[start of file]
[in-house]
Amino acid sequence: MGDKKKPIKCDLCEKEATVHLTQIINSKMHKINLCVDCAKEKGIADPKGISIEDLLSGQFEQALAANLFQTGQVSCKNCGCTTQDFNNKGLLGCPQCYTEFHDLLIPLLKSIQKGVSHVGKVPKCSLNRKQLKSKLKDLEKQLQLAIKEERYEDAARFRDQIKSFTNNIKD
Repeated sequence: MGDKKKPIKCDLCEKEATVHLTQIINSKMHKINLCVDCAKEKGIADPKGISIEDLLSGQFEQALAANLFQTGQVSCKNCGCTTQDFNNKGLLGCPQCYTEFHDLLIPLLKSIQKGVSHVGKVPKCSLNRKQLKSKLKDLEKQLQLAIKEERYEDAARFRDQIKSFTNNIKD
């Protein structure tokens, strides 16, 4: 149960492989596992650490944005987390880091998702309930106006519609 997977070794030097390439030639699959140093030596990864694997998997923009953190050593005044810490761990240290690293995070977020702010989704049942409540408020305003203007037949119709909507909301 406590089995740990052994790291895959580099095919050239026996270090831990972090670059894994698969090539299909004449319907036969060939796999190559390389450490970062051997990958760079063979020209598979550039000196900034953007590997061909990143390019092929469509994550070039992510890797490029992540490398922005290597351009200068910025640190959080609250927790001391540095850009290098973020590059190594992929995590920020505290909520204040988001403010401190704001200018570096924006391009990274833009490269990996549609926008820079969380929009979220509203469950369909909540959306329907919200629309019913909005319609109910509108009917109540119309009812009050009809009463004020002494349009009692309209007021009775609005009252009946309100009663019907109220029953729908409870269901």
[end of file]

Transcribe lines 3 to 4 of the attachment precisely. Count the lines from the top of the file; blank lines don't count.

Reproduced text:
Repeated sequence: MGDKKKPIKCDLCEKEATVHLTQIINSKMHKINLCVDCAKEKGIADPKGISIEDLLSGQFEQALAANLFQTGQVSCKNCGCTTQDFNNKGLLGCPQCYTEFHDLLIPLLKSIQKGVSHVGKVPKCSLNRKQLKSKLKDLEKQLQLAIKEERYEDAARFRDQIKSFTNNIKD
């Protein structure tokens, strides 16, 4: 149960492989596992650490944005987390880091998702309930106006519609 997977070794030097390439030639699959140093030596990864694997998997923009953190050593005044810490761990240290690293995070977020702010989704049942409540408020305003203007037949119709909507909301 406590089995740990052994790291895959580099095919050239026996270090831990972090670059894994698969090539299909004449319907036969060939796999190559390389450490970062051997990958760079063979020209598979550039000196900034953007590997061909990143390019092929469509994550070039992510890797490029992540490398922005290597351009200068910025640190959080609250927790001391540095850009290098973020590059190594992929995590920020505290909520204040988001403010401190704001200018570096924006391009990274833009490269990996549609926008820079969380929009979220509203469950369909909540959306329907919200629309019913909005319609109910509108009917109540119309009812009050009809009463004020002494349009009692309209007021009775609005009252009946309100009663019907109220029953729908409870269901």